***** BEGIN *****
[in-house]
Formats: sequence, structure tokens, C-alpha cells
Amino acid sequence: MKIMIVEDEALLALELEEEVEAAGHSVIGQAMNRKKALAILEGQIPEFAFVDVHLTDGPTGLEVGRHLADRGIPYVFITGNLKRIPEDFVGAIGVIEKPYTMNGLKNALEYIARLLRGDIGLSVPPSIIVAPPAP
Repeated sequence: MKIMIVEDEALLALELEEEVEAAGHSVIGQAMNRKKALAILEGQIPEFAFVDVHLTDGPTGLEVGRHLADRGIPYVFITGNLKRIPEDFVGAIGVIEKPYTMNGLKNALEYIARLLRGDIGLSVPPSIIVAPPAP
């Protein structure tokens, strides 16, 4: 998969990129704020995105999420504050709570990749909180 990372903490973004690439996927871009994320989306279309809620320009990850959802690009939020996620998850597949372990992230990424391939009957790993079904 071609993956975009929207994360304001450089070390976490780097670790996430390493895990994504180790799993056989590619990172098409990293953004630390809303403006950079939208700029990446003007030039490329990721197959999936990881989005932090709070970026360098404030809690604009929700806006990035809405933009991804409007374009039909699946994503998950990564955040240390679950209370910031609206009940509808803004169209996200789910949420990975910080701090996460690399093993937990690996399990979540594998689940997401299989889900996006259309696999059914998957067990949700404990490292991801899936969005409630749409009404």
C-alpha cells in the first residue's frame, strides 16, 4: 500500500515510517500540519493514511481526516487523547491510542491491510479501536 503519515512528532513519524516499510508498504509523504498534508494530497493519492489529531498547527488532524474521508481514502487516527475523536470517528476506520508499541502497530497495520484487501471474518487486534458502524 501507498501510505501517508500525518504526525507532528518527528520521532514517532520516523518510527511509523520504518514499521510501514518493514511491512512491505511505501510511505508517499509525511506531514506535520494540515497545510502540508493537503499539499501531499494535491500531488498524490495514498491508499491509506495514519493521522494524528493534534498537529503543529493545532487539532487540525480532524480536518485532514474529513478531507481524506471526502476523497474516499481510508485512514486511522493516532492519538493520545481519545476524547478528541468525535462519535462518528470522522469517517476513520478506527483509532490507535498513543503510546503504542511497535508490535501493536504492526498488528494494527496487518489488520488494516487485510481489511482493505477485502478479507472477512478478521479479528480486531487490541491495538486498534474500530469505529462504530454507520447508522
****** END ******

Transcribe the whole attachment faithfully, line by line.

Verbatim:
[in-house]
Formats: sequence, structure tokens, C-alpha cells
Amino acid sequence: MKIMIVEDEALLALELEEEVEAAGHSVIGQAMNRKKALAILEGQIPEFAFVDVHLTDGPTGLEVGRHLADRGIPYVFITGNLKRIPEDFVGAIGVIEKPYTMNGLKNALEYIARLLRGDIGLSVPPSIIVAPPAP
Repeated sequence: MKIMIVEDEALLALELEEEVEAAGHSVIGQAMNRKKALAILEGQIPEFAFVDVHLTDGPTGLEVGRHLADRGIPYVFITGNLKRIPEDFVGAIGVIEKPYTMNGLKNALEYIARLLRGDIGLSVPPSIIVAPPAP
């Protein structure tokens, strides 16, 4: 998969990129704020995105999420504050709570990749909180 990372903490973004690439996927871009994320989306279309809620320009990850959802690009939020996620998850597949372990992230990424391939009957790993079904 071609993956975009929207994360304001450089070390976490780097670790996430390493895990994504180790799993056989590619990172098409990293953004630390809303403006950079939208700029990446003007030039490329990721197959999936990881989005932090709070970026360098404030809690604009929700806006990035809405933009991804409007374009039909699946994503998950990564955040240390679950209370910031609206009940509808803004169209996200789910949420990975910080701090996460690399093993937990690996399990979540594998689940997401299989889900996006259309696999059914998957067990949700404990490292991801899936969005409630749409009404």
C-alpha cells in the first residue's frame, strides 16, 4: 500500500515510517500540519493514511481526516487523547491510542491491510479501536 503519515512528532513519524516499510508498504509523504498534508494530497493519492489529531498547527488532524474521508481514502487516527475523536470517528476506520508499541502497530497495520484487501471474518487486534458502524 501507498501510505501517508500525518504526525507532528518527528520521532514517532520516523518510527511509523520504518514499521510501514518493514511491512512491505511505501510511505508517499509525511506531514506535520494540515497545510502540508493537503499539499501531499494535491500531488498524490495514498491508499491509506495514519493521522494524528493534534498537529503543529493545532487539532487540525480532524480536518485532514474529513478531507481524506471526502476523497474516499481510508485512514486511522493516532492519538493520545481519545476524547478528541468525535462519535462518528470522522469517517476513520478506527483509532490507535498513543503510546503504542511497535508490535501493536504492526498488528494494527496487518489488520488494516487485510481489511482493505477485502478479507472477512478478521479479528480486531487490541491495538486498534474500530469505529462504530454507520447508522